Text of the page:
In particular, the third article in this issue, by Sebastian Strauss and Nikol Rummel, is entitled “Promoting regulation of equal participation in online collaboration by combining a group awareness tool and adaptive prompts. But does it even matter?” Strauss and Rummel’s paper explores whether the use of Group Awareness Tools (GATs) and Adaptive Collaboration Prompts (ACPs) will bring more equal participation. Achieving more equal participation also involves regulation from the learners, including self-regulation, co-regulation and socially shared regulation. The study features an experimental design to compare three conditions: GAT use only, GAT and ACP, and a control condition. The findings do not show statistically significant differences, even though the availability of GAT appears to be associated with more equal participation. The students did not find the ACP to be useful in prompting more regulatory behavior. What appears to emerge from the findings is that students find it difficult to take socially shared regulatory action even if they are aware of the unequal participation. Perhaps an insight from this study is the need for pedagogical design to promote socially shared regulation. Just as productive collaborative learning does not automatically take place because students are arranged for the purpose of engaging in a collaborative task, regulatory behavior needed for productive collaboration does not spontaneously emerge when students are aware of unequal participation. What counts as an appropriate indicator of participation is another issue that this study exposes. Word counts have been used as a default measure of participation. However, this is a very blunt measure and can hardly be equated to the quality of the contributions made by participants.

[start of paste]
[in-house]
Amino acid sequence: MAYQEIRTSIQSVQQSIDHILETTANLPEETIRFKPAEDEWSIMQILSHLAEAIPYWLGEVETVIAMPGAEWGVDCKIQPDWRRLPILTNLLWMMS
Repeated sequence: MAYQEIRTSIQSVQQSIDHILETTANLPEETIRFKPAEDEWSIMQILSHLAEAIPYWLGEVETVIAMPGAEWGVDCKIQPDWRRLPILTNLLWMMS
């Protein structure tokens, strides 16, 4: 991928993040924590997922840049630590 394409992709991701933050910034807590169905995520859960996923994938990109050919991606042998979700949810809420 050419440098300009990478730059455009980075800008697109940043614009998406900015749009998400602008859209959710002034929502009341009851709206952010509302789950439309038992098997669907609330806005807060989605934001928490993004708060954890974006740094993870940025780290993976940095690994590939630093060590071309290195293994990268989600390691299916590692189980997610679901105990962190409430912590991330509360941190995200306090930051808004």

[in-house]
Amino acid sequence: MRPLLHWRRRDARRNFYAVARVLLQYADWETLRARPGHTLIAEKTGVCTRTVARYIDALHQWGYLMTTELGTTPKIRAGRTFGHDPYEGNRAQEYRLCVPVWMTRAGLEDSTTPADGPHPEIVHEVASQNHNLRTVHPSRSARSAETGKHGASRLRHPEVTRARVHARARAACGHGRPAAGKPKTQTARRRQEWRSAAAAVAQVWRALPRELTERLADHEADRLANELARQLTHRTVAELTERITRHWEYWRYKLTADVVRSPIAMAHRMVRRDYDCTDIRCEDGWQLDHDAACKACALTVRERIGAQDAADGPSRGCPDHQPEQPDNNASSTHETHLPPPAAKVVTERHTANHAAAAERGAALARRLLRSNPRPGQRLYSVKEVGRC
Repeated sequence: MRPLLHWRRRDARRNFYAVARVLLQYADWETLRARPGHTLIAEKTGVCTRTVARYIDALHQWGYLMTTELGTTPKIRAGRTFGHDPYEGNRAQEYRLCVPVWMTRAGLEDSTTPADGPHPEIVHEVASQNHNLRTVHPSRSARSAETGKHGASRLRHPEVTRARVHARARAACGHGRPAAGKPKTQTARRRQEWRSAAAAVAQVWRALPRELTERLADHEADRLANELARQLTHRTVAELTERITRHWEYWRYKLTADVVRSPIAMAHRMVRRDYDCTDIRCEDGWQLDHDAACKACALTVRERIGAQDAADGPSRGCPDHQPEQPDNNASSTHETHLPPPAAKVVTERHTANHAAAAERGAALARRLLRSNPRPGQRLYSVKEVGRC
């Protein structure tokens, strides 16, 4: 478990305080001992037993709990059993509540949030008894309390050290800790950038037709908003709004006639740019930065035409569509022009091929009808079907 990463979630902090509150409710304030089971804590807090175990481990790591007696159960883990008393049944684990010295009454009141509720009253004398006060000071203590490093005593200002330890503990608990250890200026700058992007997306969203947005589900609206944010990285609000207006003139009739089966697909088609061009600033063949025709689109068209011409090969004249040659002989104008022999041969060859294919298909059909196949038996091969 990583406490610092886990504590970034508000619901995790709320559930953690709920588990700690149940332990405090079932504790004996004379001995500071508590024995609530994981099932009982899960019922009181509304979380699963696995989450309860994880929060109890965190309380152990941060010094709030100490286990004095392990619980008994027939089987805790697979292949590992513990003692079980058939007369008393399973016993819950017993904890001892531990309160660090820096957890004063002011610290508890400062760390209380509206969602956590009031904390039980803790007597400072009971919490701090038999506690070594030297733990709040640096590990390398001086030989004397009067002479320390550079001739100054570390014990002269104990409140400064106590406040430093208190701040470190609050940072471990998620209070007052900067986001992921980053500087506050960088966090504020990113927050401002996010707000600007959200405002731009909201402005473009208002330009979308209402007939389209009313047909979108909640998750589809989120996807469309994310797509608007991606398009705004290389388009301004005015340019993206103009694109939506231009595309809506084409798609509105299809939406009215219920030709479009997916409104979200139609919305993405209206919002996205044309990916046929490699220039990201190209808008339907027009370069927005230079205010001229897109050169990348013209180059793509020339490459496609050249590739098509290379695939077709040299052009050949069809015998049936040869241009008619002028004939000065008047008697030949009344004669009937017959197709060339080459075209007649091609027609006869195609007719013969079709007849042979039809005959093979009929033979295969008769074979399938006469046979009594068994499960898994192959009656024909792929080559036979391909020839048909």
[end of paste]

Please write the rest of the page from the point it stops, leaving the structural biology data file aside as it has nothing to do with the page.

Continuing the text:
The final paper of the edition, by Nikita Nandish Soni, Alice Darrow, Annie Luc, Schuyler Gleaves, Carrie Schuman, Hannah Neff, Peter Chang, Brittani Kirkland, Jeremy Alexandre, Amanda Morales, Kathryn A. Stofer, and Lisa Anthony, is entitled “Affording Embodied Cognition through Touchscreen and Above-the-Surface Gestures During Collaborative Tabletop Science Learning”. While GATs and ACPs are technological tools designed to circumvent in some ways the limitations of Internet-mediated collaboration, large touchscreen devices such as multitouch tabletops support and mediate face-to-face interactions and collaboration. Soni et al.’s paper shows the multilayered nature of the interactions that can be afforded by multitouch tabletop technologies. At the basic level, users can interact with a visual representation of a computational model of a particular domain, in this case earth science data. Different users may focus on different aspects of the information presented and make sense of the visual representations in different ways. Studies of embodied cognition have shown that gestures are important means of communicating conceptual understanding (Danish et al., 2020). This type of embodied cognition is also observed in the communicative behavior of collaborative groups interacting around a multitouch tabletop in Soni et al.’s study. However, what has previously been less studied is the use of gestures in regulating collaborative interactions. Soni et al. address this gap. In particular, they have identified three types of gestures to achieve three co-regulatory.goals: directing group attention to certain parts of the tabletop interface (to achieve shared attention), directing group attention to and sharing of personal meaning making outcomes, and gaining collaborative support from the group through direct interactions with the tabletop and above the surface gestures. These gestures play an important role in regulating the collaborative interactions beyond the use of linguistic cues (Dindar et al., 2020).